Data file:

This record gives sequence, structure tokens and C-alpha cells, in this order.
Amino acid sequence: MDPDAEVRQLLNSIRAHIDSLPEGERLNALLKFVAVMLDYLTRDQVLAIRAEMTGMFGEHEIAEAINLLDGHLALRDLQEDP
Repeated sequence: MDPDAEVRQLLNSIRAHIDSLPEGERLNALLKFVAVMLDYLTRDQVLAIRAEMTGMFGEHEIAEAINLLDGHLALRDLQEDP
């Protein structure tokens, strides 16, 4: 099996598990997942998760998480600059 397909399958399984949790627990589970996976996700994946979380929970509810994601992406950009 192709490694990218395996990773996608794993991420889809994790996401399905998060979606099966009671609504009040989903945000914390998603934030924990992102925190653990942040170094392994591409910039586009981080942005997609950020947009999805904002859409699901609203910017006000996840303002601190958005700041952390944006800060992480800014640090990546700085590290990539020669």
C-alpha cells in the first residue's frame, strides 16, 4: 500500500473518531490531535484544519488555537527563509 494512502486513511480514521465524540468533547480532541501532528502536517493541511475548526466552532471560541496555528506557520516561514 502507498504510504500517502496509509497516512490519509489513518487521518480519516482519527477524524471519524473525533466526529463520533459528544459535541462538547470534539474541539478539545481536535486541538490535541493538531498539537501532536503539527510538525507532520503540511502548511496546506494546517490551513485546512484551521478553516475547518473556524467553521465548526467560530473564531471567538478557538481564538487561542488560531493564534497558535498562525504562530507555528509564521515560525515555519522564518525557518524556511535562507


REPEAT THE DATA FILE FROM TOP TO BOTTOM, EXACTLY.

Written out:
This record gives sequence, structure tokens and C-alpha cells, in this order.
Amino acid sequence: MDPDAEVRQLLNSIRAHIDSLPEGERLNALLKFVAVMLDYLTRDQVLAIRAEMTGMFGEHEIAEAINLLDGHLALRDLQEDP
Repeated sequence: MDPDAEVRQLLNSIRAHIDSLPEGERLNALLKFVAVMLDYLTRDQVLAIRAEMTGMFGEHEIAEAINLLDGHLALRDLQEDP
């Protein structure tokens, strides 16, 4: 099996598990997942998760998480600059 397909399958399984949790627990589970996976996700994946979380929970509810994601992406950009 192709490694990218395996990773996608794993991420889809994790996401399905998060979606099966009671609504009040989903945000914390998603934030924990992102925190653990942040170094392994591409910039586009981080942005997609950020947009999805904002859409699901609203910017006000996840303002601190958005700041952390944006800060992480800014640090990546700085590290990539020669």
C-alpha cells in the first residue's frame, strides 16, 4: 500500500473518531490531535484544519488555537527563509 494512502486513511480514521465524540468533547480532541501532528502536517493541511475548526466552532471560541496555528506557520516561514 502507498504510504500517502496509509497516512490519509489513518487521518480519516482519527477524524471519524473525533466526529463520533459528544459535541462538547470534539474541539478539545481536535486541538490535541493538531498539537501532536503539527510538525507532520503540511502548511496546506494546517490551513485546512484551521478553516475547518473556524467553521465548526467560530473564531471567538478557538481564538487561542488560531493564534497558535498562525504562530507555528509564521515560525515555519522564518525557518524556511535562507